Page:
Voters often complain that in elections, their individual vote simply isn’t going to make a difference. And there is a truth to that; in most elections one single vote will not change the outcome. However if enough people ‘whose vote doesn’t matter’ actually turnout to vote, they can change elections. All of those inconsequential votes together can potentially make a difference. But how many votes does it take to make a change?
At UNR, that number may be a lot smaller than you think. Only 16% of the student body participated in last month’s ASUN elections. Several of the races were very close, with elections only being won by a couple hundred votes or less. In such a small voting population as UNR, individual votes carry much more weight. Below is an infographic we created detailing just how close the elections where, and how many votes it would have taken to completely change the outcome.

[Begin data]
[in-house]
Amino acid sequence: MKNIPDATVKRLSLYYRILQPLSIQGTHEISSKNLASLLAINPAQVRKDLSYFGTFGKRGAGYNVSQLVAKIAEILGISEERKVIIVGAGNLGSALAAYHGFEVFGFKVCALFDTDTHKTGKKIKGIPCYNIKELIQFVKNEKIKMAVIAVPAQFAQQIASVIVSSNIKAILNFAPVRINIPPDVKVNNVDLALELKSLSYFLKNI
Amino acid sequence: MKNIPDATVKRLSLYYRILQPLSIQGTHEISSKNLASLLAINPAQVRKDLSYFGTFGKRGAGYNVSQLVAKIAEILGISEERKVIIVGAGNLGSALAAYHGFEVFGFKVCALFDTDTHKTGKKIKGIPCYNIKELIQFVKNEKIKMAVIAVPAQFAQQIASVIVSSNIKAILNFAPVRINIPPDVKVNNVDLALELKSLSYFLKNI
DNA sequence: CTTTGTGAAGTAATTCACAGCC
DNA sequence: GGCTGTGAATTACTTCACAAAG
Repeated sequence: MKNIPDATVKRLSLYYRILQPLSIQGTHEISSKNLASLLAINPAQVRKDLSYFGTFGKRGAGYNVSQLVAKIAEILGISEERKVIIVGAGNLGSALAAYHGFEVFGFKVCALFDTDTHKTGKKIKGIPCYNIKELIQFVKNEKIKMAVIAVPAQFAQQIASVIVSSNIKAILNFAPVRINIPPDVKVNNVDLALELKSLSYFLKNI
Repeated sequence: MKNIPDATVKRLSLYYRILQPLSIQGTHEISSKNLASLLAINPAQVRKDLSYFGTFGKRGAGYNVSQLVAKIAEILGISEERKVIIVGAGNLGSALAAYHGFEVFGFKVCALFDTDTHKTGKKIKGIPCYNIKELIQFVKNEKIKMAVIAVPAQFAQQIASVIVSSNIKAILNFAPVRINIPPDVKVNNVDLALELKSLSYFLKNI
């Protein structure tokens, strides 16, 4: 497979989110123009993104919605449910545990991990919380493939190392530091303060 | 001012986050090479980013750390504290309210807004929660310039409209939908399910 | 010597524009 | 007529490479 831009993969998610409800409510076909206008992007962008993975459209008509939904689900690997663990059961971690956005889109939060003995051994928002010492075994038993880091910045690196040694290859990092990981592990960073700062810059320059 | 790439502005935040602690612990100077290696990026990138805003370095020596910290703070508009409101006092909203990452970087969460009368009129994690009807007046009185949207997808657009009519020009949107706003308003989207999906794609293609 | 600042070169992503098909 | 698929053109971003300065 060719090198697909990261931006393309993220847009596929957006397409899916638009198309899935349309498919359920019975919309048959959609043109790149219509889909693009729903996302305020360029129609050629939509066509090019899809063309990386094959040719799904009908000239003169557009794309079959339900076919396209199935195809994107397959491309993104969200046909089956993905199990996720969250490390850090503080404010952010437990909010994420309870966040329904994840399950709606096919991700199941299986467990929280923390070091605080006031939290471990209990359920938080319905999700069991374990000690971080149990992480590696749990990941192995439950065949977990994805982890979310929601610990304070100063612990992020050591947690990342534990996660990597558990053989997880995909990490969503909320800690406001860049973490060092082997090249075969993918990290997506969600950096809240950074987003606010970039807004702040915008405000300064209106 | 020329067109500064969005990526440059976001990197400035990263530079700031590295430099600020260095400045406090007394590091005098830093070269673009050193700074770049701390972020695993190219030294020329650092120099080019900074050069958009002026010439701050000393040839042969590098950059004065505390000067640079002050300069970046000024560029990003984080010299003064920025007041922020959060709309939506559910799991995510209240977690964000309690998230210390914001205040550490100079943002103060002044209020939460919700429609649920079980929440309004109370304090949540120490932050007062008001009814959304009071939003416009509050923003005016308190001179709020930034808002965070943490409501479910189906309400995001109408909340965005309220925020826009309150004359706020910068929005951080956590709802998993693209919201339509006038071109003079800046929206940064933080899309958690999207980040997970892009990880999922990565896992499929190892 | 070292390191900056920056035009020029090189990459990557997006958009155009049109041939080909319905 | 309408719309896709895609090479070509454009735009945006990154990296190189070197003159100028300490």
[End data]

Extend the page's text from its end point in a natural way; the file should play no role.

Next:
In both the Presidential and VP elections, a very small number of voters (1% and 2% respectively) would have changed the outcome. For future voters, participating in the election may have a much bigger payoff than it seems. And for future candidates, reaching those few voters who on the fence about voting could make or break an election campaign.